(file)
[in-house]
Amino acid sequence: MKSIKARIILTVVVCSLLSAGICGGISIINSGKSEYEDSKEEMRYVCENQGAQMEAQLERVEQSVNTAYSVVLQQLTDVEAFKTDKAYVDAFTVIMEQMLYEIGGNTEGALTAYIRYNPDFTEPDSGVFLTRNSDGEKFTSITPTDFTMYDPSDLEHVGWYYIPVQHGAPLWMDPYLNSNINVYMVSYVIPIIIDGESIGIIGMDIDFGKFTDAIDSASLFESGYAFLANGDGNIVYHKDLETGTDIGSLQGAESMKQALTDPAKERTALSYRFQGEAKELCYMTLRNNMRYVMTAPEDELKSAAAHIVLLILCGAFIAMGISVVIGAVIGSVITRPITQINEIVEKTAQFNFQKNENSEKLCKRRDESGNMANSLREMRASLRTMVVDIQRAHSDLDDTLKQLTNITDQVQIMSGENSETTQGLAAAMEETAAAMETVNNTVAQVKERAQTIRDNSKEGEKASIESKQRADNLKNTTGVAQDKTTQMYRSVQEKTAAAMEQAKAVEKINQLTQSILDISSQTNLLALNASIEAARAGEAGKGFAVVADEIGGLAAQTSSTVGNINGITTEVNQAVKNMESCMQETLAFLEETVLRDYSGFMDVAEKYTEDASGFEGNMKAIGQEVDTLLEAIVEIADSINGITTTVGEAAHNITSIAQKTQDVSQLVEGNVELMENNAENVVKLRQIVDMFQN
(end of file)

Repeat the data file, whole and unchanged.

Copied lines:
[in-house]
Amino acid sequence: MKSIKARIILTVVVCSLLSAGICGGISIINSGKSEYEDSKEEMRYVCENQGAQMEAQLERVEQSVNTAYSVVLQQLTDVEAFKTDKAYVDAFTVIMEQMLYEIGGNTEGALTAYIRYNPDFTEPDSGVFLTRNSDGEKFTSITPTDFTMYDPSDLEHVGWYYIPVQHGAPLWMDPYLNSNINVYMVSYVIPIIIDGESIGIIGMDIDFGKFTDAIDSASLFESGYAFLANGDGNIVYHKDLETGTDIGSLQGAESMKQALTDPAKERTALSYRFQGEAKELCYMTLRNNMRYVMTAPEDELKSAAAHIVLLILCGAFIAMGISVVIGAVIGSVITRPITQINEIVEKTAQFNFQKNENSEKLCKRRDESGNMANSLREMRASLRTMVVDIQRAHSDLDDTLKQLTNITDQVQIMSGENSETTQGLAAAMEETAAAMETVNNTVAQVKERAQTIRDNSKEGEKASIESKQRADNLKNTTGVAQDKTTQMYRSVQEKTAAAMEQAKAVEKINQLTQSILDISSQTNLLALNASIEAARAGEAGKGFAVVADEIGGLAAQTSSTVGNINGITTEVNQAVKNMESCMQETLAFLEETVLRDYSGFMDVAEKYTEDASGFEGNMKAIGQEVDTLLEAIVEIADSINGITTTVGEAAHNITSIAQKTQDVSQLVEGNVELMENNAENVVKLRQIVDMFQN